In passing, in one of my seminars, I mentioned the origins of the Church of England—and how from one perspective the denomination might be seen as originating in the unsated quest of an English monarch for a male heir to follow him to the throne! There was a titter in the room and a relaxing, because many of my hearers had been fed this line as the only or real reason for the emergence of the Anglican denomination. They had never heard an Anglican being anything but defensive in describing his denomination’s beginnings—and I mean as an institution independent from the See of Rome. (Historically, Anglican Christianity goes back to the 3rd Century, maybe earlier.) But what if that scenario was the actual case (however untrue or inadequate an explanation I or others might feel that to be), and what if God was an expert at bringing something wonderful out of things done for lousy motives? Isn’t that how he works in our lives, so often? Out of polygamy emerged the people of Israel; out of adultery and murder and lifelong sadness (for mother Bathsheba) came a Solomon; out of a violent zealot came a self-sacrificing Paul. Similarly, Anglican Christianity spread around the world on the skirts of the British Empire. 

Cannot God bring something good out of something a lot less than “good”, if that is how British imperialism is viewed? Actually, Tunisians have more of a love-hate relationship with the French than the British, so this “problem” with Anglicanism didn’t really feature very much! The ability for us Anglicans to admit something of the mixed motives in our Church’s origins in becoming the national Christian expression in England sets a good example and wins more trust than the constant claim of most missionaries in Tunisia, and their Tunisian surrogates, for their church or denomination being the only, real, New Testament church around.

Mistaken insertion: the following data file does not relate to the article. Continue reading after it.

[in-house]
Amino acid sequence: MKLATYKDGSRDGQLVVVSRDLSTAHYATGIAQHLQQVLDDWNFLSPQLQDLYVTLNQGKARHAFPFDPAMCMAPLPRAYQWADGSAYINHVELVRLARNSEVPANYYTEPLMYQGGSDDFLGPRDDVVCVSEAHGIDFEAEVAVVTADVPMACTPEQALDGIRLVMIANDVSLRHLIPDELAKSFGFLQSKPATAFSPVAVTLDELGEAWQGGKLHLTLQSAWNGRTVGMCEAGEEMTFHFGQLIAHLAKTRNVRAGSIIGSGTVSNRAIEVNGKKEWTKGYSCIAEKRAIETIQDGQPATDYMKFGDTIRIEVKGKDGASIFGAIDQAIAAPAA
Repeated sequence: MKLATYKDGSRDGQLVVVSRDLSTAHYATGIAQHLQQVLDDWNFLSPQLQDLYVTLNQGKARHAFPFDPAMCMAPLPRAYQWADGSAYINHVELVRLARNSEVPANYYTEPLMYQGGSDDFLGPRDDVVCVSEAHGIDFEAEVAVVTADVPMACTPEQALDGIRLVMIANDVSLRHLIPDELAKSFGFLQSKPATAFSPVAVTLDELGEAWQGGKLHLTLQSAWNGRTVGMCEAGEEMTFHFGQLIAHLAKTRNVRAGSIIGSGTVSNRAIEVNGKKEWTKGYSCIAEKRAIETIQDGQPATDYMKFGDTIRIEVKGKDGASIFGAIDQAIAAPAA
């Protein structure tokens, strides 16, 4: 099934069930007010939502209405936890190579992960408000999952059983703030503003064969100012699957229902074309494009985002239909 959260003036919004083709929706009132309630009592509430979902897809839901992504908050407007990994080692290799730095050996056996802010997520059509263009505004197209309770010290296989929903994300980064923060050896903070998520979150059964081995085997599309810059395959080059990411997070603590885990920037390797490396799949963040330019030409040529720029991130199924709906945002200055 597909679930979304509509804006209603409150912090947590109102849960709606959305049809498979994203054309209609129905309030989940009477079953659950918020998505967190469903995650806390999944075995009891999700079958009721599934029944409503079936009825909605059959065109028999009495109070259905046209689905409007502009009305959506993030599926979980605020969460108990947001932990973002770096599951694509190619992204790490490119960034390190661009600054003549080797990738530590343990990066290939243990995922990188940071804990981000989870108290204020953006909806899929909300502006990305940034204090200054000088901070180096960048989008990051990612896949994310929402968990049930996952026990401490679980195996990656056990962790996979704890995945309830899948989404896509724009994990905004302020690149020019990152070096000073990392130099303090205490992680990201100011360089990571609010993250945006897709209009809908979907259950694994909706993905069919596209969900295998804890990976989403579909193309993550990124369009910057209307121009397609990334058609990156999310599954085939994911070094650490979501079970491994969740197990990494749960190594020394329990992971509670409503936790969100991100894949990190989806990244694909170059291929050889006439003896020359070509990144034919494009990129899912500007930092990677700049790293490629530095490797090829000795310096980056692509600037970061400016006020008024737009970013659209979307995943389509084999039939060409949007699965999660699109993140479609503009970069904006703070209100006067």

While this example is from Tunisia, it applies in other places too. Anglicans are at once part of an ancient and fruitful branch of the ancient Church. On the other hand, unlike our Roman and Orthodox brethren, we make no claim to be “the True Church”, much less “the one” founded by Christ and birthed on Pentecost. We are glad to be part of a broad family, which yes, means you have the crazy uncle or the wayward cousin. But in that breadth and width, in that historical depth—warts and all—we find a freedom and a power that enables us, by the grace of God, to carry forth the word of Christ to all the nations of the world, working with brothers and sisters from other churches and traditions. 


In this article Bishop Bill and I have tried to highlight some aspects and facets of Anglican Christianity that we feel mark a substantial contribution to the global Church’s mission to and among Muslims. We are aware that the majority of people working to take the gospel to the roughly one-quarter of the world population that is Muslim are not Anglicans; for them, we wanted to share these insights. For our readers who are not Anglicans, but are engaging in such mission, it is our hope that you will thoughtfully contemplate what you might be able to put into practice in your own ministry from what we have mentioned here. Indeed, we’re glad to be in touch and answer any questions you may have. 

For our readers who are Anglicans but have no background in mission to and among Muslims, we’d ask you to pray and ask the Lord if (and how) he would have you engage in the mission to Islam—one of the greatest challenges the Church catholic has ever faced, no doubt.

And finally, for our readers who are Anglicans and who are engaged in this mission in some way, we wish encouragement. As Anglicans it is easy to become discouraged with global, ecclesiastical politics—no doubt our brethren from other global Christian denominations can sympathize—but we have much to commend the Anglican way in relation to our mission to Muslims. 

Deo gloria!

About the Authors

Bill served as Anglican regional bishop in North Africa and is the author of numerous books, including Kissing Cousins? Christians and Muslims Face to Face (2006) and The Certainty Trap (2013).

Duane serves as priest at the Anglican Cathedral of the Redeemer in Madrid and associate professor at the Protestant Faculty of Theology at Madrid. He is the author of Two Stories of Everything: The Competing Metanarratives of Islam and Christianity (2018) and I Will Give Them an Everlasting Name: Pastoral Care for Christ’s Converts from Islam (2020). Duane can be contacted through his blog.

Published on

June 24, 2021


Duane Miller

Duane Miller serves as priest at the Anglican Cathedral of the Redeemer, associate professor at the Protestant Faculty of Theology at Madrid, and founding co-pastor at Kanisa, an Arabic-language Christian fellowship.

View more from Duane Miller